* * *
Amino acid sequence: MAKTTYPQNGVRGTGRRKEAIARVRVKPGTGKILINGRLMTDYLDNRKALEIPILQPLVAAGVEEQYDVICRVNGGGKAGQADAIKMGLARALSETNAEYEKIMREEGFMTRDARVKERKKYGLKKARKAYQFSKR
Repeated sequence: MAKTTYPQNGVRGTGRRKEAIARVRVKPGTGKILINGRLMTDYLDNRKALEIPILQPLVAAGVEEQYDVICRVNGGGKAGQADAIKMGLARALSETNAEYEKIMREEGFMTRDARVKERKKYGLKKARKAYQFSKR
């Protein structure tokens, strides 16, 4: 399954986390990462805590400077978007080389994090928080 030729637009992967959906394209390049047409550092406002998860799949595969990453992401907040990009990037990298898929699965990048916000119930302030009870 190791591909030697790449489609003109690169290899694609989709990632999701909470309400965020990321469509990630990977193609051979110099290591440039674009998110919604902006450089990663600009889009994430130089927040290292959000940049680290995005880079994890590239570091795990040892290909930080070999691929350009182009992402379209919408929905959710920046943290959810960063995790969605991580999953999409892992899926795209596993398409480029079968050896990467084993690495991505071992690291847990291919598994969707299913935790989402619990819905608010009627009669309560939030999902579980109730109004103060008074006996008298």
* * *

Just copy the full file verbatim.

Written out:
Amino acid sequence: MAKTTYPQNGVRGTGRRKEAIARVRVKPGTGKILINGRLMTDYLDNRKALEIPILQPLVAAGVEEQYDVICRVNGGGKAGQADAIKMGLARALSETNAEYEKIMREEGFMTRDARVKERKKYGLKKARKAYQFSKR
Repeated sequence: MAKTTYPQNGVRGTGRRKEAIARVRVKPGTGKILINGRLMTDYLDNRKALEIPILQPLVAAGVEEQYDVICRVNGGGKAGQADAIKMGLARALSETNAEYEKIMREEGFMTRDARVKERKKYGLKKARKAYQFSKR
């Protein structure tokens, strides 16, 4: 399954986390990462805590400077978007080389994090928080 030729637009992967959906394209390049047409550092406002998860799949595969990453992401907040990009990037990298898929699965990048916000119930302030009870 190791591909030697790449489609003109690169290899694609989709990632999701909470309400965020990321469509990630990977193609051979110099290591440039674009998110919604902006450089990663600009889009994430130089927040290292959000940049680290995005880079994890590239570091795990040892290909930080070999691929350009182009992402379209919408929905959710920046943290959810960063995790969605991580999953999409892992899926795209596993398409480029079968050896990467084993690495991505071992690291847990291919598994969707299913935790989402619990819905608010009627009669309560939030999902579980109730109004103060008074006996008298």